By Alexis Soloski
By Molly Grogan
By R. C. Baker
By Christian Viveros-Fauné
By Alexis Soloski
By Alexis Soloski
By Lilly Lampe
The grave disappointment of this year's Lincoln Center Festival was the return of Ariane Mnouchkine's Théâtre du Soleil to New York for the first time since her 1992 triumph with the tetralogy of Greek tragedies, Les Atrides. In length (six hours plus), scope, and ambition, few events could have been larger or more imposing in their demands
than the new piece, staged by Mnouchkine using texts by the performers. Yet it's hard to recall a piece of similar size that vitiated its own effects so quickly, despite being done with such immense skill and care.
The Last Caravansary is Mnouchkine's meditation on the travails and fates of refugees in the contemporary world. Done in a cascade of largely non-Western languages, it makes a sweeping though not all-encompassing survey: Afghans, Iraqis, Iranians, Kurds, Chechens, Russians, Kosovars, and others straggle through its long procession of scenes, fleeing Christian extremists, Muslim extremists, war, totalitarianism, starvation, drought, or simply the general misery of life in countries where the economy has tanked and the water in the rusty taps is no different from that in the open sewers.
Persecuted at home, mercilessly bilked when they sell off their belongings, they face worse agonies on the road to someplace better, contending not only with the elements and the nightmare vagaries of clandestine transport, but with extortionate guides, predatory gangs, border guards who shoot to kill, and the mad tangles of bureaucracy set up by Western nations trying simultaneously to seem humane and to admit as few foreigners as possible. Betrayal, brutality, murder, and corpse robbing crop up regularly; as bad as the agony they cause are the mind-numbing waits in refugee settlements and the overarching ache of being cut off from everything and everyone back home. Refugees lament, and sentimentalize their former lives, a lot.
None of this, however, is exactly news, not even to the theater. In trying to give it a new formal life for contemporary audiences, Mnouchkine seems to have placed her faith in a combination of grandeur and specificity: Her chronicle of refugee sufferings, layered scene upon detailed scene, is like a cathedral built of toothpicks, a tiny but imposing replica of something endured by others on a much larger scale. The immediate effect is not of a big, sweeping statement but of an unwieldy, eccentric curio. This in itself is startling, since Mnouchkine is celebrated precisely for her ability to create unforgettable stage images that coalesce a drama's currents of thought into snapshots that stay with you forever. But in The Last Caravansary, Mnouchkine has gotten lost in the details, and we've seen the snapshots all too often. As the work wends its sluggish way from mountain passes to train tunnels to internment camps, it never coalesces; no feeling is built up, and no overall idea is caught in an unforgettable image.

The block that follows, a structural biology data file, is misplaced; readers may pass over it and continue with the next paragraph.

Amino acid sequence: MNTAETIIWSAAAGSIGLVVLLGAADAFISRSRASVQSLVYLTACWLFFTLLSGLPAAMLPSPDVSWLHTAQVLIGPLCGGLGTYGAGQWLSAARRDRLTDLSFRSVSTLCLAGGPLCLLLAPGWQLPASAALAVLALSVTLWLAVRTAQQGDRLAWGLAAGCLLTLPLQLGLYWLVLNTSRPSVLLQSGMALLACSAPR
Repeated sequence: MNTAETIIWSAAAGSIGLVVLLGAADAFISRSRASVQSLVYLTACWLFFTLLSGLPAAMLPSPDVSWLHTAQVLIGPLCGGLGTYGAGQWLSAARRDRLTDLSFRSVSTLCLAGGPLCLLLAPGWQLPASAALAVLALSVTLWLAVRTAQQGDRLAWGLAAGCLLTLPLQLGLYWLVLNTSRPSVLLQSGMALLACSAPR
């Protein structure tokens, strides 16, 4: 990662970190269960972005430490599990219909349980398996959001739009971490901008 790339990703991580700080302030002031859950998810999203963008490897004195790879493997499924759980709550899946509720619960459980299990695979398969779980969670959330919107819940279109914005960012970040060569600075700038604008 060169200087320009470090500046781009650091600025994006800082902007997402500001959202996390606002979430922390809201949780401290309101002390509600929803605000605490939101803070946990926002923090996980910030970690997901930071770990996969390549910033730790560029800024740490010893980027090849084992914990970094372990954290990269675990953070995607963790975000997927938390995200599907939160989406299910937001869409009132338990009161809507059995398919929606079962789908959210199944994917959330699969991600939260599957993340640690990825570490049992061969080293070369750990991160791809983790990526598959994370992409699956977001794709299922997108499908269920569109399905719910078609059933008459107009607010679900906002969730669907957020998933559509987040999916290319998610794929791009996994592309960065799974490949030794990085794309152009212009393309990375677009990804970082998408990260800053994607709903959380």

The exceptions to that last assertion are the opening scenes of the work's two three-hour halves. These two brief, agonizing scenes must be among the most thrilling theater moments made in our time. Both involve a terrifying trip across turbulent waters, created Asian theater-style by the use of billowing cloth. In the first, a man reluctantly ferries a pack of miserable souls from one rocky spit of land to another, in what looks like a large wicker basket, across the "cruel river" of the subtitle. The dialogue is inaudible against the roaring torrent, but every movement is full and precise, psychology raised to the level of myth. This, one thinks excitedly, is an epic; it will proffer epic shape and perspective to go with its epic intensity of vision.
At the top of Part II, "Origins and Destinies," Mnouchkine repeats the trick, with a difference. This time the refugees are in a rickety boat, crossing the fierce sea from Pakistan to Australia. In the center of this scene, for one breath-stopping moment, the boat disappears under the waves. When it resurfaces, it confronts a new menace: Australian coastguardsmen, on ropes that suddenly sprout from nowhere, while earsplitting helicopter sounds pour down from above and a bullhorn voice orders the refugees to turn back. Here again the image is dazzling, the details perfect, the effect devastating and complete.
And that, in a sense, is the problem with everything that follows. For while Mnouchkine and her writer-performers may arrange arresting details here or startling events there, everything the theater can make us feel about the experience of being a refugee is already in those two opening scenes, at full power. The interlacing odysseys that follow offer only data and details, their dramatic moments often predictable. That the reality of a worldwide problem is large does not mean that crumbling it into small pieces will help us understand it. Trying to do the work of a U.N. report, Mnouchkine seems to abdicate the work of the theater. Far from creating a strong new approach to narrative, her fragmented following of a dozen stories suggests only a less well-focused version of the large-scale dramas that theaters here and abroad have been stumbling through for decades.
I don't mean to be petty about the work of this remarkable artist, only to say that I think she has been guided here perhaps by well-meaning intentions that have no place in art. Tackling an enormous reality, Mnouchkine has done the one thing I would not have expected of her: She has made it less interesting.